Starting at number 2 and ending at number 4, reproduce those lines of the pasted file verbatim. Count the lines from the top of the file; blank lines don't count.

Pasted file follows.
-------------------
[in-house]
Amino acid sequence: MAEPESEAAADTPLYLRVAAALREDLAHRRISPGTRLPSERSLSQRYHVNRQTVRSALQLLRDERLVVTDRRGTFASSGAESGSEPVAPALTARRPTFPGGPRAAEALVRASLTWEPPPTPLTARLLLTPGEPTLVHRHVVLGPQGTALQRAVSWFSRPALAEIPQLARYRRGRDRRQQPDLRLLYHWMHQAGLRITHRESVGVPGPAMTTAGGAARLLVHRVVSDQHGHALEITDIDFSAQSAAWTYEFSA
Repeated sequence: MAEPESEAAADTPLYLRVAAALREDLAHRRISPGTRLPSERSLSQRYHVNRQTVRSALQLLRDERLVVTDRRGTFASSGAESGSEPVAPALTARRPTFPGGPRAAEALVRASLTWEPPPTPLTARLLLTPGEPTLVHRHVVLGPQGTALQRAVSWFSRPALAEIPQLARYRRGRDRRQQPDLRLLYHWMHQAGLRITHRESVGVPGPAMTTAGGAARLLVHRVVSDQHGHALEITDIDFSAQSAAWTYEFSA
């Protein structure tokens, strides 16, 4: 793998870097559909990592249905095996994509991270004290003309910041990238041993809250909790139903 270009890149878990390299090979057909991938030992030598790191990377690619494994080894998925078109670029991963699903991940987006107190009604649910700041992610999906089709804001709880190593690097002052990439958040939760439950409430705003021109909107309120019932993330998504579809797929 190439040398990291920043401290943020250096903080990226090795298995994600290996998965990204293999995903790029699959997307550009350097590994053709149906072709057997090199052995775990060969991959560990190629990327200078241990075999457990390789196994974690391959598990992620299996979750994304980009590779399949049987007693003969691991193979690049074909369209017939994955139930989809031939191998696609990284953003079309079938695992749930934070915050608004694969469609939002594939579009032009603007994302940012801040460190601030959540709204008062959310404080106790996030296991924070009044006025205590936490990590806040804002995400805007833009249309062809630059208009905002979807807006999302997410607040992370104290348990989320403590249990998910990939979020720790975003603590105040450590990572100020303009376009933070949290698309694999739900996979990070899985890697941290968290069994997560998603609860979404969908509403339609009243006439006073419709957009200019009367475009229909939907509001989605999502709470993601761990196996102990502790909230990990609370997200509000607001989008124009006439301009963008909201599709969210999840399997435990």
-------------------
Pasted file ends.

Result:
Amino acid sequence: MAEPESEAAADTPLYLRVAAALREDLAHRRISPGTRLPSERSLSQRYHVNRQTVRSALQLLRDERLVVTDRRGTFASSGAESGSEPVAPALTARRPTFPGGPRAAEALVRASLTWEPPPTPLTARLLLTPGEPTLVHRHVVLGPQGTALQRAVSWFSRPALAEIPQLARYRRGRDRRQQPDLRLLYHWMHQAGLRITHRESVGVPGPAMTTAGGAARLLVHRVVSDQHGHALEITDIDFSAQSAAWTYEFSA
Repeated sequence: MAEPESEAAADTPLYLRVAAALREDLAHRRISPGTRLPSERSLSQRYHVNRQTVRSALQLLRDERLVVTDRRGTFASSGAESGSEPVAPALTARRPTFPGGPRAAEALVRASLTWEPPPTPLTARLLLTPGEPTLVHRHVVLGPQGTALQRAVSWFSRPALAEIPQLARYRRGRDRRQQPDLRLLYHWMHQAGLRITHRESVGVPGPAMTTAGGAARLLVHRVVSDQHGHALEITDIDFSAQSAAWTYEFSA
């Protein structure tokens, strides 16, 4: 793998870097559909990592249905095996994509991270004290003309910041990238041993809250909790139903 270009890149878990390299090979057909991938030992030598790191990377690619494994080894998925078109670029991963699903991940987006107190009604649910700041992610999906089709804001709880190593690097002052990439958040939760439950409430705003021109909107309120019932993330998504579809797929 190439040398990291920043401290943020250096903080990226090795298995994600290996998965990204293999995903790029699959997307550009350097590994053709149906072709057997090199052995775990060969991959560990190629990327200078241990075999457990390789196994974690391959598990992620299996979750994304980009590779399949049987007693003969691991193979690049074909369209017939994955139930989809031939191998696609990284953003079309079938695992749930934070915050608004694969469609939002594939579009032009603007994302940012801040460190601030959540709204008062959310404080106790996030296991924070009044006025205590936490990590806040804002995400805007833009249309062809630059208009905002979807807006999302997410607040992370104290348990989320403590249990998910990939979020720790975003603590105040450590990572100020303009376009933070949290698309694999739900996979990070899985890697941290968290069994997560998603609860979404969908509403339609009243006439006073419709957009200019009367475009229909939907509001989605999502709470993601761990196996102990502790909230990990609370997200509000607001989008124009006439301009963008909201599709969210999840399997435990």